Transplant-Associated Thrombotic Microangiopathy - Episode 2
Parameswaran Hari, MD, reviews challenges in defining the incidence of transplant-associated thrombotic microangiopathy; an expert panel comments on the volume of autologous transplants performed in expert centers.
Samer Khaled, MD: What will be the incidence of transplant-associated TMA [thrombotic microangiopathy]? This question is very challenging in literature, and there are different reports in different papers. In 1 of the papers they cited a range from 0.5% to 70%-plus. I would like to invite Dr Hari to comment on the incidence and what the incidence is in his center.
Parameswaran Hari, MD: Thank you, Dr Khaled. And thank you, Dr Laurence, for that wonderful succinct explanation of the pathophysiology. We have a lot of challenges, as you correctly alluded to, in defining the incidence of TA-TMA [transplant-associated thrombotic microangiopathy]. I’m an adult transplanter, and in the adult population the incidence is quite different from the pediatric population; it is seen almost exclusively in allo [allogenic stem cell] transplant in adults. I can say that I have never seen or actually recognized a TA-TMA episode in an auto transplant for an adult patient.
There are some fundamental problems when you look back at the literature and try to gauge the instances from the existing literature. No. 1, the nebulousness of the diagnosis; we have criteria. In fact, the BMT CTN [Blood and Marrow Transplant Clinical Trials Network] criteria are only from 2010.
When you look at the retrospective series, if you look at all the patients from 2000 to 2020, when these transplants were being diagnosed, you’d have to say that they didn’t have criteria at that time to diagnose. Someone is going back in the charts and trying to find out.
No. 2, we don’t have an ICD [International Classification of Diseases] code, and there are efforts to double up an ICD code for this condition, but it didn’t really exist until 2020.
The third problem is that the criteria for diagnosis, even now, are multiple. In fact, it depends on whether you really want injury to happen and then make a diagnosis, or do you want early diagnosis. The more stringent the criteria you apply, the less the incidence will seem like.
From my own experience, I would say that the incidence is somewhere in the 10% range for TA-TMA that is of clinical consequence. If you look at everyone who has schistocytes at a certain level in a high-power field after transplant, it’s much higher because they are all events that lead to schistocytosis.
In the setting of calcineurin-mediated injury and GVHD [graft-vs-host disease] and other events—allogenic transplant, extremes of age, etc—the actual consequence of that schistocytosis—hemolysis and high LDH [lactate dehydrogenase], proteinuria, hypertension—is that complex that we call TA-TMA of clinical significance, which is probably in the 10% range. Obviously, there is a difference between people who get retransplanted. Second transplants seem to be experiencing these at a higher incidence, so in that setting it’s probably closer to 20% in that setting.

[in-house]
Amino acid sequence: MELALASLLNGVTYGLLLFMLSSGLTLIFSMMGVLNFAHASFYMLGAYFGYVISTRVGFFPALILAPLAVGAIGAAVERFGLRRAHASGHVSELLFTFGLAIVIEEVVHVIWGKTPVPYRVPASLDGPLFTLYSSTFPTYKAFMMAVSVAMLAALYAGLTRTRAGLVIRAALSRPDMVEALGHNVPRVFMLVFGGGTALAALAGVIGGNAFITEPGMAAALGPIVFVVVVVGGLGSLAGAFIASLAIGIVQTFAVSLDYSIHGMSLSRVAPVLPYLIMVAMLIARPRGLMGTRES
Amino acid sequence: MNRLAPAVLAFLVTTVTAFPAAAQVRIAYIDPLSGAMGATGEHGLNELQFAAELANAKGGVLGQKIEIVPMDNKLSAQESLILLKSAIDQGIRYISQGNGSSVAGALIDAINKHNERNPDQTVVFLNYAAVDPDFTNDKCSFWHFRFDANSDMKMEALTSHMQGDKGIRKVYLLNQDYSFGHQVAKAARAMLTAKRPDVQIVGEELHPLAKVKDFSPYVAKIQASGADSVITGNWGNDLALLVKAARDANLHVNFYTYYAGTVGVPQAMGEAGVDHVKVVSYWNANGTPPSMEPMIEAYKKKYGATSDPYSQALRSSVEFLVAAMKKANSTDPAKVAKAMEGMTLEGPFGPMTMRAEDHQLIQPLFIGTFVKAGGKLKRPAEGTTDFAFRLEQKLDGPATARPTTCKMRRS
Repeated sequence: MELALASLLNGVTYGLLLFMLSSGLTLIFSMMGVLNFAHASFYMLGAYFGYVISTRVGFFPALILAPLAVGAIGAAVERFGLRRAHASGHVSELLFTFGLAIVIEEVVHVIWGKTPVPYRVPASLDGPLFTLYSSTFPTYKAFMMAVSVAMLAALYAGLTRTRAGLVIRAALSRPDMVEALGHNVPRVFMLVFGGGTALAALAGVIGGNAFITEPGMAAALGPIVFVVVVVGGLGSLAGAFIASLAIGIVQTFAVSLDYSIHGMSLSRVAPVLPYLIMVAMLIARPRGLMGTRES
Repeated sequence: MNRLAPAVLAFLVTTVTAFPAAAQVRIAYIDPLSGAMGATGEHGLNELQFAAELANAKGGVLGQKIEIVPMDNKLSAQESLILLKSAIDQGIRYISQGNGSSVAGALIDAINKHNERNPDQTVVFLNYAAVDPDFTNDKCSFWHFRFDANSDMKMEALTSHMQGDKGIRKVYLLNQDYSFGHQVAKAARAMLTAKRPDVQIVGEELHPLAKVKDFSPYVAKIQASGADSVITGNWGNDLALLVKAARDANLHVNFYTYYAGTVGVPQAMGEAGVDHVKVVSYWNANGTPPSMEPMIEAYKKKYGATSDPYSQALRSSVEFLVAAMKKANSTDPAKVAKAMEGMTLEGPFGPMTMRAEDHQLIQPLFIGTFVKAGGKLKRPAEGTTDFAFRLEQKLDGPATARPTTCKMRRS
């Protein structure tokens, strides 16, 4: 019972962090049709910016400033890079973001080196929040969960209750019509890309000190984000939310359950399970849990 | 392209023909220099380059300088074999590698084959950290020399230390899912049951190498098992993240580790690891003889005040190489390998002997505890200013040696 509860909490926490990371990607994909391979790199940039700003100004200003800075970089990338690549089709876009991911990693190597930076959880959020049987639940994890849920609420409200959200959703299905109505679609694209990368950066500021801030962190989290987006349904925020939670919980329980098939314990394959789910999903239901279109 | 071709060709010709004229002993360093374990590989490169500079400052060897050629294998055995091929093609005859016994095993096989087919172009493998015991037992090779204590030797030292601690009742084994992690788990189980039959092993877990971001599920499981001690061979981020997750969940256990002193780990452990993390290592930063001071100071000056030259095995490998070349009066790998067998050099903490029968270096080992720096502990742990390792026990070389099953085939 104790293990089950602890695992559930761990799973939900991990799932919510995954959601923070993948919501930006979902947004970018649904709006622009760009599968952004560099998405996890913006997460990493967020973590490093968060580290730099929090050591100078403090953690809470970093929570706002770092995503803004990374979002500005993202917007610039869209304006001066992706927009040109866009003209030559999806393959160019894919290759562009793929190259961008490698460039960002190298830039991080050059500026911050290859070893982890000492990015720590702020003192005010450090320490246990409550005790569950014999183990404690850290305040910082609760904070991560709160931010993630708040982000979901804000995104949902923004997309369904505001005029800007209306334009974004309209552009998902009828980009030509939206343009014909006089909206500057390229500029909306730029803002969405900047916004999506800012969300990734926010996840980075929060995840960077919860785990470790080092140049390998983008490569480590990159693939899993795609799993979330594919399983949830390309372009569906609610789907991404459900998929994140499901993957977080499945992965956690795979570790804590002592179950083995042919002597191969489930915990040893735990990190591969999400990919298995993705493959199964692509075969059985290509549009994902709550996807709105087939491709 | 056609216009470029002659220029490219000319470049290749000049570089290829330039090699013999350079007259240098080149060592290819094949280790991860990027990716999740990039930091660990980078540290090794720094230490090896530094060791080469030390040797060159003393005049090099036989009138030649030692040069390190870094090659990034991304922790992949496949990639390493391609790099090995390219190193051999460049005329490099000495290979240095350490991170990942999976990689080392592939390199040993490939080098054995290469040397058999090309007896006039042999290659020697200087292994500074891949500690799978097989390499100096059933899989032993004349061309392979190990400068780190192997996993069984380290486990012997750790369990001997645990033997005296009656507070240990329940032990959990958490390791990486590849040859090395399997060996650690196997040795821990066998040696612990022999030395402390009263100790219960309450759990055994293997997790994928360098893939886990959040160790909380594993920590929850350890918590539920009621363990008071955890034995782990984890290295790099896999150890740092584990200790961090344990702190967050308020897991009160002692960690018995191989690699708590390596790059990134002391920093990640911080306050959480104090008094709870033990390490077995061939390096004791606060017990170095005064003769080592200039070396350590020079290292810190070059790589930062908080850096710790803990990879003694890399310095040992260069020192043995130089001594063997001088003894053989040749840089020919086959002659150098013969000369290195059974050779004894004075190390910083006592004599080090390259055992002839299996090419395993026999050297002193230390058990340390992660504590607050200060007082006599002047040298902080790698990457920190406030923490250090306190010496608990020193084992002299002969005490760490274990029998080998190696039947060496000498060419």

I am comfortable with a rate of around 10%, or 7% to 10% for first transplants, then maybe 15% to 20% for second transplants.
Jeffrey Laurence, MD: I can also talk to that in terms of the Weill Cornell Medicine experience. When we reviewed our first 100 allo transplants in adults, we had 20 TMAs; that would be an incidence of 20%. When we stopped the calcineurin or mTOR inhibitors, these patients were on and replaced them with higher doses of prednisone CellCept [mycophenolic acid], and mycophenolate, half of them went away. We went from an incidence of 20% to 10%. Those are the ones that persisted after withdrawing the CNIs [calcineurin inhibitors] or the mTOR inhibitors, making certain that they had no infections because a couple of them had chronic infections. I agree that at least in the adult setting, it’s 10%.
Christine may want to comment because I do understand that in Dr Sonata Jodele’s series they were upward of about 30%.
Parameswaran Hari, MD: Right.
Christine Duncan, MD: When I think about the difference between the adult and pediatric populations and the incidence, 1 of the questions that comes to mind is: Is it a difference in the patients, is it a difference in the treatment, or is it a difference in the providers? The answer may be somewhere in between, because we think 1 of the issues that’s come up with exactly what we’ve already heard is about how you are screening and how you are looking for this.
One of the issues in pediatrics that may lend to a higher incidence can actually be the screening criteria that we use.
Samer Khaled, MD: If I may go back and ask: How frequent do we see the TA-TMA in autologous transplant or postautologous transplant? Maybe I’ll start with Dr Hari.
Parameswaran Hari, MD: I do a lot of auto transplants too for myeloma and things like that, and I can say that I’ve never seen 1. At least I’ve not recognized 1 or had 1 of clinical consequence. That’s pretty strange compared with the pediatric experience. The question is: Is it because of the multiple hits required that are 1 or 2 hits that doesn’t happen in an auto transplant in an adult with a more mature endothelium?
Samer Khaled, MD: Jeff, do you see any TA-TMA in autologous transplant?
Jeffrey Laurence, MD: I’ve never seen it here at Cornell.
Samer Khaled, MD: At City of Hope we had a protocol for an autologous transplant for scleroderma, and I saw a couple of cases on that protocol. As Dr Hari mentioned, for myeloma, it is very rare. I can recall maybe 1 or 2 cases that I’ve seen over the last 12 years; it’s very rare in autologous. That’s probably related to the hits that precipitated the diagnosis.
Transcript Edited for Clarity